Genealogy Cemetery Searches
Genealogists have long used cemeteries as a source for finding ancestors in their family trees. Burial grounds are a repository of the history of people, they record lives lived and commemorate deaths.
They are frequently filled with beautiful statuary, touching memorials and every so often …humorous remembrances.
When doing a graveyard search, humor is not likely the first thing most genealogists and family historians have on their minds; the graveyard is a solemn place. However, if Continue reading “The Grave Humor of Genealogy” »
The rare discovery of a 19th century slave cemetery was made in the summer of 2010 by University of Florida anthropologist James Davidson. The site containing the skeletal remains of six individuals was found on the Kingsley Plantation, Fort George Island, Jacksonville Florida; home to the Timucuan Ecological and Historic Preserve. Working with the University of Florida’s archeological field school, Davidson, who led the expedition says,
“We didn’t stumble over this by accident like so many of these Continue reading “November 2011: Discovery Kingsley Plantation Slave Cemetery” »
Some people have asked me about gravestone photos. We received a couple of emails on that, so I thought it would be helpful to write a little about the role of graveyards in your genealogy research. They are critical! As you get your hands on death certificates or even learn more about where your ancestors lived, you’ll be able to consult the local graveyards to find information on spouses, birth dates, and other family members. Keep in mind that in Continue reading “What To Ask The Crypt Keeper — Genealogy Research at Graveyards” »
As regular readers of this site you know I’m a big fan of making sure cemetery research is a method used for researching your genealogy and family trees. Below is an example from Southern Graves (see link below for original post) on how we can find our past generations using cemetery search methods.
The author of the original post writes…
Mrs. Eliza B. R. Mendenhall died almost 160 years ago on December 29, 1848. She was 67 Continue reading “Genealogy Trees | The Role of Cemeteries” »
Making a family tree is never an easy undertaking. There are a lot of things to figure out and organize. However, regardless of where you are in the process of making your family tree you’ll find that knowing a bit about researching graveyards will make a huge difference. Today, I’d like to reference the works -as I’ve done often before – of Southern Graves who provides a great little story about the Graveyard Rabbit that I’m sure you’ll enjoy.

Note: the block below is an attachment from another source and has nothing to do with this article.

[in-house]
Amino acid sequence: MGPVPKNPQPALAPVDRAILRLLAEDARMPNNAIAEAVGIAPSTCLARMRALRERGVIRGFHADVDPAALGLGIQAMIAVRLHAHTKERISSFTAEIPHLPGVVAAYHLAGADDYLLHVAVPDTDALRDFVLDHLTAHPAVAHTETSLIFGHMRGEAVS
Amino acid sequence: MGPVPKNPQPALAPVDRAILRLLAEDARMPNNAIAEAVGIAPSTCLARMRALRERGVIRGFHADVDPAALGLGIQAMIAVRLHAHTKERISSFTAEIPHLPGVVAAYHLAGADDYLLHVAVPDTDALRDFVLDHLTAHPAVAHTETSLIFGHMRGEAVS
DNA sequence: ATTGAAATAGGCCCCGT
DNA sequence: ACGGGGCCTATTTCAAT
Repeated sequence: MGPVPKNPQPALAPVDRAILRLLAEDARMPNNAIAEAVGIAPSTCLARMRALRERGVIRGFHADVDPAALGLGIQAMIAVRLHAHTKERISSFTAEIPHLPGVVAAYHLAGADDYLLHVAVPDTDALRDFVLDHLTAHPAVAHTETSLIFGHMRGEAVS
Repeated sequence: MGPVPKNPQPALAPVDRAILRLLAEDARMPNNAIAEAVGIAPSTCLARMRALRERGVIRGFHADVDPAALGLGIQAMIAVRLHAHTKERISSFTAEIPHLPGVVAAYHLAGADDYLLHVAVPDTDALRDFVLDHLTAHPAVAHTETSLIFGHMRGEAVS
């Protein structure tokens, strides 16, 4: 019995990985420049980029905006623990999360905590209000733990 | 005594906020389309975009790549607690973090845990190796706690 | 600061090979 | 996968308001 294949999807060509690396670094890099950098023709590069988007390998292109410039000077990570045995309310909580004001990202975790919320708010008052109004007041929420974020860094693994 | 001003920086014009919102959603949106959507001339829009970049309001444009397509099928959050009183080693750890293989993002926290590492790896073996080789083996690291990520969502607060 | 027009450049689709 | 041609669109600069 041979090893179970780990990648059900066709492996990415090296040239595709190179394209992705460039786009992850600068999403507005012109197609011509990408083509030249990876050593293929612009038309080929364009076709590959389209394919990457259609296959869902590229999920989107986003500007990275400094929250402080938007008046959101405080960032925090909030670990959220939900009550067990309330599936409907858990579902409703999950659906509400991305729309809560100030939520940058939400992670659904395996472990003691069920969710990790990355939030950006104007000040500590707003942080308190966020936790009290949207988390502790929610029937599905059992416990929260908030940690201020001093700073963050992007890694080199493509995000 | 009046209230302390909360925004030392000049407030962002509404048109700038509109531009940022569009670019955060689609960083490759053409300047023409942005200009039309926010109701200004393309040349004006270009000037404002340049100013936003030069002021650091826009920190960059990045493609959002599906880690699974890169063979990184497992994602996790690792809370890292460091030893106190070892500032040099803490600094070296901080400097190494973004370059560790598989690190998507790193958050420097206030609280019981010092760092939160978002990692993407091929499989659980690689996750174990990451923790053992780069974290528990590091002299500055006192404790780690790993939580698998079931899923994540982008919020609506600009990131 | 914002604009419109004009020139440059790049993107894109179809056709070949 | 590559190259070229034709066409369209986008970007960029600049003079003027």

The poetic inscription at the beginning of this article about St. Andrew’s Church Cemetery in Darien, McIntosh County, Georgia, reads:
“At the end of this avenue, on high land overlooking the creeks and marshes, Thomas Spalding of Sapelo established his family burial ground.”
This short article is part of the Historical Marker Database recently uploaded from Southern Graves, a website dedicated to the history, research and preservation of Southern U.S. cemeteries and burial sites large and small.
A press release from explains how, and why, Footnote.com takes social networking into the past. When a loved one is lost, friends and family members experience a range of emotions from sorrow and grief to comfort. Often, this leads to sharing stories and memories. Until now, it has been a challenge to find a place where these stories can come together to easily be shared, preserved and enriched. At Footnote.com, anyone can create or find Footnote Pages, a space where Continue reading “Facebook for the Dead?” »
Here is a s quick genealogy tip for searching cemeteries. Sometimes the obvious isn’t all that apparent. Remember that in past centuries, almost all people were buried according to ethnic origin or religious affiliation.
So, the tip is: don’t waste your time looking in a Presbyterian cemetery for a Catholic ancestor. Sounds obvious now that I’ve said it, but it is such an easy (and frustrating) mistake to make.
Where to Next?
This book will intrigue anyone involved in serious genealogical research, posing a whole new way to uncover family roots and facts through research into cemeteries and their contents. This book has all kinds of great information from funeral art to conducting cemetery surveys. The author, Sharon Debartolo Carmack, covers how to access and interpret death certificates, obituaries, coroner’s records, wills, memorial and prayer cards, funeral home records, and mortality schedules. She also outlines the process of locating individual graves and Continue reading “Searching Cemetery Monument Foundations” »